Robert Tanitch reviews Lest We Forget at the Barbican Theatre, London, EC2
To mark the centenary of the outbreak of World War 1 Tamara Rojo, artistic director of English National Ballet, asked three choreographers to create three ballets. Her aim, she said, was to challenge any stereotypical public preconception about ENB.
The Barbican Theatre is the right theatre for such a premiere and such a challenge. The programme, a major event and a landmark in English National Ballet’s history, is a memorial, a lament, a requiem to the 10 million dead. There are many striking images, particularly in the ensemble work.
In Liam Scarlett’s No Man’s Land, performed to music by Franz Liszt, the men are in the trenches whilst the women are in the factories making munitions and packing explosives. Both groups, when they are together and when they are apart, carry the weight of loss and grief.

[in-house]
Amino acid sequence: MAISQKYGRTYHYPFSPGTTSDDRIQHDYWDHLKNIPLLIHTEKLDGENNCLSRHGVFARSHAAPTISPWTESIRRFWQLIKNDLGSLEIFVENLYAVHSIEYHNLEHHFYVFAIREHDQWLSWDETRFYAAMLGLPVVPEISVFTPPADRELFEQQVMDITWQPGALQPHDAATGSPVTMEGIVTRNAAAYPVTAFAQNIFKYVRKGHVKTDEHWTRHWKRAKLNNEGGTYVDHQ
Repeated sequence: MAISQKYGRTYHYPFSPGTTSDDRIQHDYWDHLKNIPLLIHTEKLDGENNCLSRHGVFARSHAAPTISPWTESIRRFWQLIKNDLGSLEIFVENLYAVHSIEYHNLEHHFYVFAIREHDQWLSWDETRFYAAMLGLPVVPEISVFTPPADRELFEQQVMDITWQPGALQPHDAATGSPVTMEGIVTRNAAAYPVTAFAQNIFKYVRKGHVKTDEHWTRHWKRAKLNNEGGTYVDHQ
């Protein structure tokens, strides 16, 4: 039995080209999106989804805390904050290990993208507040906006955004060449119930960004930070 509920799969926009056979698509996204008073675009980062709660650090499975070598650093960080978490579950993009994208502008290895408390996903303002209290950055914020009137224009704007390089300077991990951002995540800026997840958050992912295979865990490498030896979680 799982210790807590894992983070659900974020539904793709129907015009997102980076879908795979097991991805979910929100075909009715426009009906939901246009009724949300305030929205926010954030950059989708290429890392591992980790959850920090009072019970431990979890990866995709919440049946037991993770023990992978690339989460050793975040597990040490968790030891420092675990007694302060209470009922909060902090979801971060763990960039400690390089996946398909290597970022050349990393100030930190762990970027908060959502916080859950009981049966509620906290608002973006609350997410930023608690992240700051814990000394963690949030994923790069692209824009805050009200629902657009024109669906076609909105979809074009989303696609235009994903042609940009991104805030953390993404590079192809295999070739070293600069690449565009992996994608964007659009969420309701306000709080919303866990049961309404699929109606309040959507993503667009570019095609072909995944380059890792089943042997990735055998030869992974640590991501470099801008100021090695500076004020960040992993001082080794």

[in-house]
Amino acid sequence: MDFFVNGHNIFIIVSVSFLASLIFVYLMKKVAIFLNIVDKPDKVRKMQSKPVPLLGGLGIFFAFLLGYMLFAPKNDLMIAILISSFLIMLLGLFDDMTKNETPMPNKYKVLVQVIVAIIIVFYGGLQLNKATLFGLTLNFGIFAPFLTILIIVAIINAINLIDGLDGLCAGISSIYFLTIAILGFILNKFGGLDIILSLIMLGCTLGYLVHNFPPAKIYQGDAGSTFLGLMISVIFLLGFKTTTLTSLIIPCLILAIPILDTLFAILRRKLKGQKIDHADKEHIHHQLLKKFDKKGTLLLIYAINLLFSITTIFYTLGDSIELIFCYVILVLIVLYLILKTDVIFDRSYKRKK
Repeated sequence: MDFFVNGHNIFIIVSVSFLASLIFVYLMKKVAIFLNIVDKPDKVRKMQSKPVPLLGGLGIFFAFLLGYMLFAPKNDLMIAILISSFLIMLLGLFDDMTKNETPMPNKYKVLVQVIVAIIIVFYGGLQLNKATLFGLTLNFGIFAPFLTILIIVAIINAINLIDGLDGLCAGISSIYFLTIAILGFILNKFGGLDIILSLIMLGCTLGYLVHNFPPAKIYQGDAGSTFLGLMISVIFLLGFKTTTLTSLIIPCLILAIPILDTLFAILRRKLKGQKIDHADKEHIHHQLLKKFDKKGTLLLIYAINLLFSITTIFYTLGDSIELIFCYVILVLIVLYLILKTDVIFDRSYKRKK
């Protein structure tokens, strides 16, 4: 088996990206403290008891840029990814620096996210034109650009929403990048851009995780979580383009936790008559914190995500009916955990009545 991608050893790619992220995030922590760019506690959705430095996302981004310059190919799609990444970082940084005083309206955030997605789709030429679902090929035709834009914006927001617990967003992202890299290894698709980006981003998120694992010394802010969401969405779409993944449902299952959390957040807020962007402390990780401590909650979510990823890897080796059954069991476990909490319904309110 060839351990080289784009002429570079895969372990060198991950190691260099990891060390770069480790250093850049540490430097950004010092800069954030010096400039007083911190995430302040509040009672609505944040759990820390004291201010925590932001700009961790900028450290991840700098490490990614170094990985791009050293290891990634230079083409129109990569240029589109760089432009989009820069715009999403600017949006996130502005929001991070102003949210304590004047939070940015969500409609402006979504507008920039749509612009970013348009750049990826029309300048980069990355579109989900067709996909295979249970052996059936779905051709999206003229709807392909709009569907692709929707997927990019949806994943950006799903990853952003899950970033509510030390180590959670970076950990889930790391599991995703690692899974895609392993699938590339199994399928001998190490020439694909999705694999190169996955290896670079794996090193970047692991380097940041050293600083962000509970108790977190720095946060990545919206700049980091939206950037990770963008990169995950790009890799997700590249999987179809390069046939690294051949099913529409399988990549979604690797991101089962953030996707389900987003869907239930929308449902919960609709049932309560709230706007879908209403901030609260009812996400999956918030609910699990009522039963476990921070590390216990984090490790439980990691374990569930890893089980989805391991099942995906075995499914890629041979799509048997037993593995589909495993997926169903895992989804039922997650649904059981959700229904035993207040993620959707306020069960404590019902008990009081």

In Russell Malaphant’s Second Breath the sound is sometimes provided by repeated rifle fire. A field of soldiers sway in the breeze, waiting, it seems, to be blown to smithereens. There is so much death.
The men climb on to each other’s shoulders only to climb and fall backwards again and again and again and again. There is no need for a quote from Dylan Thomas. The image says it all. If a quote were needed Wilfred Owen would be a more appropriate choice.
Akram Khan’s Dust opens with a dying soldier, his mutilated body writhing in agony on the ground; trying to lift himself up, he constantly fails. Behind him the corps becomes a human rope chain in which the joined arms rise, curve and buckle. It is a sculptural image of enormous power.
I am not sure why George Williamson’s Firebird is included in this particular programme. Unlike Maurice Bejart, who managed to turn his version of Firebird into a political statement, Williamson’s choreography makes no statement on War whatsoever and it feels it shouldn’t be there.